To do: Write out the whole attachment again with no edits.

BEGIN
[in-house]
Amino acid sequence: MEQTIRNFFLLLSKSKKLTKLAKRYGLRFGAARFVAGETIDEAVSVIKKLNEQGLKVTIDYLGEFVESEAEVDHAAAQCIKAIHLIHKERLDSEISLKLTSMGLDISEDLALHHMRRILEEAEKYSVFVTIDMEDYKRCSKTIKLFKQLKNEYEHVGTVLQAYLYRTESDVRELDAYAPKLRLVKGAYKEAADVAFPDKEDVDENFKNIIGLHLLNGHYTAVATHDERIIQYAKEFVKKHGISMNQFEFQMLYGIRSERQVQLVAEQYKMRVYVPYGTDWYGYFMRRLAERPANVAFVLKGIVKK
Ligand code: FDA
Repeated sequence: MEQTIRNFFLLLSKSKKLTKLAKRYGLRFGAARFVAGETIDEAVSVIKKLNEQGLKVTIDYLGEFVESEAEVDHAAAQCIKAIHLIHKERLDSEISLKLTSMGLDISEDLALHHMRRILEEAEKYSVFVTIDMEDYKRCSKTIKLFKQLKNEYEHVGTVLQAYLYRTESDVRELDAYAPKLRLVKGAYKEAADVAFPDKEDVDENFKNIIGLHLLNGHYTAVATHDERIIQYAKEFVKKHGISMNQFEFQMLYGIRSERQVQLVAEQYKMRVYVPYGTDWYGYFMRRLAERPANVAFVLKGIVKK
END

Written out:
[in-house]
Amino acid sequence: MEQTIRNFFLLLSKSKKLTKLAKRYGLRFGAARFVAGETIDEAVSVIKKLNEQGLKVTIDYLGEFVESEAEVDHAAAQCIKAIHLIHKERLDSEISLKLTSMGLDISEDLALHHMRRILEEAEKYSVFVTIDMEDYKRCSKTIKLFKQLKNEYEHVGTVLQAYLYRTESDVRELDAYAPKLRLVKGAYKEAADVAFPDKEDVDENFKNIIGLHLLNGHYTAVATHDERIIQYAKEFVKKHGISMNQFEFQMLYGIRSERQVQLVAEQYKMRVYVPYGTDWYGYFMRRLAERPANVAFVLKGIVKK
Ligand code: FDA
Repeated sequence: MEQTIRNFFLLLSKSKKLTKLAKRYGLRFGAARFVAGETIDEAVSVIKKLNEQGLKVTIDYLGEFVESEAEVDHAAAQCIKAIHLIHKERLDSEISLKLTSMGLDISEDLALHHMRRILEEAEKYSVFVTIDMEDYKRCSKTIKLFKQLKNEYEHVGTVLQAYLYRTESDVRELDAYAPKLRLVKGAYKEAADVAFPDKEDVDENFKNIIGLHLLNGHYTAVATHDERIIQYAKEFVKKHGISMNQFEFQMLYGIRSERQVQLVAEQYKMRVYVPYGTDWYGYFMRRLAERPANVAFVLKGIVKK